And helpfully, the loss kept Port out of a top-two berth for another week, so it was really the best possible outcome.
Our forward line, despite losing Himmelberg early, showed glimpses of promise, with Fogarty bagging three and an agile youngster called Tom Lynch amassing 29 possessions and a goal.
I predict big things for him at the club in years to come.
Meanwhile, our defence held up ok – well, apart from the minor setback of Dees forward Bayley Fritsch kicking seven (7) goals, possibly suggesting we might need an experienced hand to hold down a key defensive post.
If only such a player existed.
On a related note: I would like to apologise to Daniel Talia, about whom I once made a gag relating to his patented ‘vomiting cat’ defence when contesting a potential loss of licence for a speeding infringement a few years back. However, a few weeks ago my golden retriever pup Lily shat in the car while I was driving on the Victor Harbor Rd and I can confirm that this is, indeed, quite distracting.
So, sorry Daniel!
And, look – I get the point of why Tals and Lynch are being moved on.
Talia is 30 in October, which is approaching ‘letter from the Queen’ territory in regular human years.
We’re years off where we’re hoping to be (if Carlton’s anything to go by, they could both have retired not just from footy but from whatever career they’re doing next by the time our rebuild’s done) and at some point you have to get games into the next generation, even if it leaves you somewhat exposed in the short-term.
Still, you always need some experienced heads about the place.
But it doesn’t change the fact that these annual unceremonious culls of former favourites, complete with cheery platitudes about careers well spent in the service, inevitably feel a bit like the scene in Animal Farm where Boxer the cart horse is wheeled off to the knacker’s yard.
And then it’s off to the draft we go, where all teams are equal but some (in this case Collingwood and, again, the Bulldogs) are more equal than others.
Yes, we are entering that tedious time of year when the term ‘wantaway’ re-enters our lexicon for a few frantic weeks, and random punters proposing random hypothetical three-way trades is packaged up as legitimate news content.
Tony from Bellfield has thrown up a three-way trade involving Geelong, Fremantle and Carlton. What do you think?
Fremantle get: Jordan Clark, Quinton Narkle
Carlton get: Adam Cerra and a pick
Geelong get: Pick 6, Paddy Dow@traderadio
— Dwayne's World (@DwaynesWorldSEN) August 12, 2021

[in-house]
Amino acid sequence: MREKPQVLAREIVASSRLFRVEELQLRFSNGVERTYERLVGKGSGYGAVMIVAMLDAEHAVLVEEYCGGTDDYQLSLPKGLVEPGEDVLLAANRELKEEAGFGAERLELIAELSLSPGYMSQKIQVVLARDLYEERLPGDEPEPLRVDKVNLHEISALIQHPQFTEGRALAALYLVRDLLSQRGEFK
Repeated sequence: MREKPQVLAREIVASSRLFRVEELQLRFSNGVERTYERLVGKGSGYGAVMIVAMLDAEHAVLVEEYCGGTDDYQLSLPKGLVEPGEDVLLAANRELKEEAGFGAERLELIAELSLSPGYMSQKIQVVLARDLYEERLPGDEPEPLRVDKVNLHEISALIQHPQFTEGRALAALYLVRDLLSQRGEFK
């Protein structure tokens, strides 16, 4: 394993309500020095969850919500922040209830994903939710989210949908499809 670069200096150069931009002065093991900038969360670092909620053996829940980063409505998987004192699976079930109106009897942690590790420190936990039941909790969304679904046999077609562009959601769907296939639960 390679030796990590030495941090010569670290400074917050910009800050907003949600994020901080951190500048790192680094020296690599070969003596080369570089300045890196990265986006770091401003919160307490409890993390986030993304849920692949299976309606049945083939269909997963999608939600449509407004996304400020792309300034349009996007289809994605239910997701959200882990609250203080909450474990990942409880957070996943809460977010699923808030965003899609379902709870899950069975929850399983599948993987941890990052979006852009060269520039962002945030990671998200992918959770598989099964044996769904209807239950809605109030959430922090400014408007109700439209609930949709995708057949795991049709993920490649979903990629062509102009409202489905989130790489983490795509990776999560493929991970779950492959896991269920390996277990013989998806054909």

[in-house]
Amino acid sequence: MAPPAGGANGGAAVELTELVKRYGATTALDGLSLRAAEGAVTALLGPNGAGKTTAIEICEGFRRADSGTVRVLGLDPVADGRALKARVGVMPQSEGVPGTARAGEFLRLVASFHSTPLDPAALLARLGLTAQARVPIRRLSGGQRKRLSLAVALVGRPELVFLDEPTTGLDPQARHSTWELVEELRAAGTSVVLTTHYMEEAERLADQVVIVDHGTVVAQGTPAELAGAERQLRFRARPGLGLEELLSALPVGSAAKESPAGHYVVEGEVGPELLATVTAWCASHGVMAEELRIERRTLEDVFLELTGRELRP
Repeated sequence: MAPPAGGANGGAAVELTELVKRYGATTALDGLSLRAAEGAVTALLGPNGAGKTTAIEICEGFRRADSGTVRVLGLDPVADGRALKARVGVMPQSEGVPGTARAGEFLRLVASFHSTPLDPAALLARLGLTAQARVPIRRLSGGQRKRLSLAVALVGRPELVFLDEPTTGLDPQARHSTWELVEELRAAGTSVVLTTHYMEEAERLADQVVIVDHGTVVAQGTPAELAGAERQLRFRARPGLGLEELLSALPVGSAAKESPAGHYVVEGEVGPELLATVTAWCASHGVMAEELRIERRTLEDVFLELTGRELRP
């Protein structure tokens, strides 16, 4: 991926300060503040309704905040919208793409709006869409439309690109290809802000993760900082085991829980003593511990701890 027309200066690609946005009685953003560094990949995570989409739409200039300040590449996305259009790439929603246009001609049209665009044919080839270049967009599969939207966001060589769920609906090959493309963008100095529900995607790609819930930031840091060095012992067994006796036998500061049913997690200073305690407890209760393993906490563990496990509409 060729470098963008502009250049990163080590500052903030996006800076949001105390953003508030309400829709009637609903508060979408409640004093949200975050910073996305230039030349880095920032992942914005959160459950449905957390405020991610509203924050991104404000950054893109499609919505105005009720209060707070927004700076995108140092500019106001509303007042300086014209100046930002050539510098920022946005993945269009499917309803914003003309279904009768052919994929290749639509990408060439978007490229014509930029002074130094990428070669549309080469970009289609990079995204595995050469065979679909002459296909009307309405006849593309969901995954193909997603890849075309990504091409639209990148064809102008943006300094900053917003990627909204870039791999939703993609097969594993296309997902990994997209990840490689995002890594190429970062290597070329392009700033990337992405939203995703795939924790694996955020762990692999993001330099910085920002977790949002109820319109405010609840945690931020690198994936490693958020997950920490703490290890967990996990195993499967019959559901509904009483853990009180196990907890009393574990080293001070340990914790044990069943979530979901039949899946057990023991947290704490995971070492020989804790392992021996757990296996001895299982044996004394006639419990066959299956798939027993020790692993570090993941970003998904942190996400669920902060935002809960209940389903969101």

Which is hardly surprising: when one’s team has spent four years out of finals action, and two mired on the lowest rungs of the ladder, the trade and draft periods inevitably become akin to your Grand Final.
And unfortunately, we’ve had similar success in some recent seasons as we had the last time we actually played a Grand Final.
A few seasons ago Adelaide, somewhat controversially, overlooked SA lad Will Hayward in the 2016 draft to snare with their first pick a Victorian speedster named Jordan Gallucci.
It didn’t really end well.
The Gooch is currently plying his trade in the VFL having been delisted by the Crows last year, while Hayward kicked two crucial final quarter goals to help the Swans break away from a fast-finishing North Melbourne on the weekend.
In so doing, he effectively consigned the Kangaroos to their first wooden spoon since 1972 – and snatched a prospective #1 draft pick from the Crows.
Ironic, then: we fail to draft South Australian Will Hayward and he consequently stops us drafting South Australian Jason Horne-Francis.
(Not to make you feel worse, but in the same draft we also picked Gooch’s mate Myles Poholke (delisted) instead of South Australian and now Richmond captain-in-waiting Jack Graham, who thanked us by kicking three goals and shutting down our most effective midfielder in the 2017 Grand Final.)
Or maybe it’s only ironic in the ‘rain on your wedding day’ sense, which isn’t really ironic at all.
But it’s certainly, as Alanis so prophetically noted, like 10,000 spoons when all you need is a knife.
Or in this case, more specifically, like 10,000 knives when all you need is a spoon.
Still, all of this would be manageable. Fine, really.
I can handle my team being persistently crap with no chance or even, evidently, plan of playing finals until I’m in, at least, my late-forties.
I can handle the world becoming a pandemic hellhole.
But Port winning the flag? COVID-119!?
Well, that really would mark this era as truly the end of days.
Touch of the Fumbles is InDaily’s shamelessly biased weekly football column, published on Mondays during the AFL season.